Nancy
I've seen Nancy's remodel. It is Gorgeous!
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Old 12-14-2009, 09:50 PM   #34
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A lot of things can be done by a boat shop, they are used to working with fiberglass and Florida has a lot of them. There used to be a guy in St Pete that had a big blue step-in truck with a marine upholstery shop in it. He would go to wherever he was needed and make whatever was wanted.

I can understand raising the suspension, but why change the hitch?

Is the waste water tank damaged or is it just the pipes? Pipes and valves are generic from any RV shop. A tank needs to fit the available space and that might take some hunting.

I would be careful about handymen, they may know less about the job than you do.
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Old 12-14-2009, 10:00 PM   #35
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You want to get a professional quote on the suspension, it may change your mind about modifying it. If you get a shade tree job and it isn't straight you trailer won't track straight. In any case you want get your wheel bearings checked and packed. If they fail on the road it will ruin your whole day. I had that happen and it also ruined my axle.
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Old 12-16-2009, 04:16 PM   #36
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I just saw an ad for tanks: http://www.incaplastics.com/ I have not used them, but their site looks interesting.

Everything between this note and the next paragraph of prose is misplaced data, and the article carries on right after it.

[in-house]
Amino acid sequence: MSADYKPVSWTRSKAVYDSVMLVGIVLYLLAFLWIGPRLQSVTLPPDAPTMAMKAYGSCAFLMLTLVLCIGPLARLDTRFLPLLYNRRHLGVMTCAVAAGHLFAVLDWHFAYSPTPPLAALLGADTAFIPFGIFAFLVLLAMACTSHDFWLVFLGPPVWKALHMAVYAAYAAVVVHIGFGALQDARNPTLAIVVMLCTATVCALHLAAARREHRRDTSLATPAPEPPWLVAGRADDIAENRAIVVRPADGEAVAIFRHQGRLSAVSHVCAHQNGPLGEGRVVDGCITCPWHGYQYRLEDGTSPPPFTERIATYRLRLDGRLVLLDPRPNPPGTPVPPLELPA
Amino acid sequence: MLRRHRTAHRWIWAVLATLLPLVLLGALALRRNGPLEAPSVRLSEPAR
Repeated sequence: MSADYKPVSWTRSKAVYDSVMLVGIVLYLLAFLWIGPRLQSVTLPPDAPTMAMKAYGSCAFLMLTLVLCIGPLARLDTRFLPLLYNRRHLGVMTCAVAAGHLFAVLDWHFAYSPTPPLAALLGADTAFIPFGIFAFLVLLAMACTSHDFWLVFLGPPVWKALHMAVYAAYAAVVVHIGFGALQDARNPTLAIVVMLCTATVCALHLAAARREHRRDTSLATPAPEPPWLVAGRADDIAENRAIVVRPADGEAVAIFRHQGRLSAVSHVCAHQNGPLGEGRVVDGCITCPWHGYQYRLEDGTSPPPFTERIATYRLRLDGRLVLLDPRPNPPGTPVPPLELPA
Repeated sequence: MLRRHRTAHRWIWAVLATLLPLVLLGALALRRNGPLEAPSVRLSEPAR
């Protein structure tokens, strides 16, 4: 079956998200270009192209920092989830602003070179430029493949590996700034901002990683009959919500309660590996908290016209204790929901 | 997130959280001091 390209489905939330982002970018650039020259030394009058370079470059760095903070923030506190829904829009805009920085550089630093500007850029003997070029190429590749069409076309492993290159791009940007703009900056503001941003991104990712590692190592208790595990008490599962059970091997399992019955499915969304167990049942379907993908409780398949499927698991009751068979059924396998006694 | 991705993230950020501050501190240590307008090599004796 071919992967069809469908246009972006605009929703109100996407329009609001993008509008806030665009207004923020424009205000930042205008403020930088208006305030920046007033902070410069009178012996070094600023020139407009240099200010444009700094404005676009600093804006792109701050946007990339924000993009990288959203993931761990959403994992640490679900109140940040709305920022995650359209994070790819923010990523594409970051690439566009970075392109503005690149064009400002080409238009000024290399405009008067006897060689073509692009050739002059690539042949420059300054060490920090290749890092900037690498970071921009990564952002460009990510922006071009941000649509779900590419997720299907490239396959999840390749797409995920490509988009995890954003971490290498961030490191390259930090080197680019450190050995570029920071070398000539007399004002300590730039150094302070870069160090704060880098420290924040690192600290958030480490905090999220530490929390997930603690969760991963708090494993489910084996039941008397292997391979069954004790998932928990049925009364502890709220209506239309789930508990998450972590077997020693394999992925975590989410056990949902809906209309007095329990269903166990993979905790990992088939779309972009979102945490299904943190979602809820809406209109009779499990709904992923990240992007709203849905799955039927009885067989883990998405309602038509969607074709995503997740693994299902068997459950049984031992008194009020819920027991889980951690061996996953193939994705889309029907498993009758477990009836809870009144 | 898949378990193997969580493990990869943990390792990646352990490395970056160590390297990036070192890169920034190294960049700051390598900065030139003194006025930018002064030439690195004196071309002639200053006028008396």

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Old 01-18-2010, 03:38 PM   #37
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Nancy, I just bought a 13' and live near Roseburg. Can you give the name of the business that does the work?
Thanks Kar
Kar, this is Mike Nancy's husband. We had our work done at Oregon Coach Crafters, on old 99 south os Roseburg. The phone is 541-229-4678.
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Old 01-18-2010, 05:26 PM   #38
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For those of you in the Northwest, I'd like to introduce myself and my new FGRV renovation company, THE EGG PLANT.

Please check out my website for more details.Thanks.
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Old 01-19-2010, 06:23 PM   #39
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My choice of wood is a semi-hardwood - Alder. It is easy to work and is strong.
Check it out at http://www.hardwoodinfo.com/species_guide/index.php
Alder is not readily and cheaply available in the Washington/Oregon area, but Oregon hemlock is. That's why I use hemlock in my trailer framing. I knew from experience and just the feel of the wood that it's pretty strong, but I'd never looked its materials properties to confirm that.

Mike's post got me curious, so I looked up some comparison figures of the physical properties of Alder (as listed on the Website Mike links to) vs Oregon Hemlock (as provided by the US Dept of Agriculture's Forest Products Lab). Comparing apples to apples (wood at 12% humidity) for the three statistics I care about most when building a lightweight structure (product weight, strength when pressure is applied at 90 degrees to the wood grain, and shear strength, a measure of how well a screw will hold in the wood). Alder is considered to be a hardwood, so I expected it to compare favorably, but the results were very surprising. By simple, dumb luck I'm using an amazingly tough wood:

Weight Strength SideHardness
SpecGravity p.s.i. . p.s.i. .
. . . .
Hemlock . 0.41 . 740 . 570 .
. . . .
Alder . 0.39 . 340 . 515 .
. . . .

What this translates to, in practical terms, is a piece of Hemlock that weighs 5% more than the same sized piece of alder will hold twice as much weight, so I can use less wood to get the same structure strength.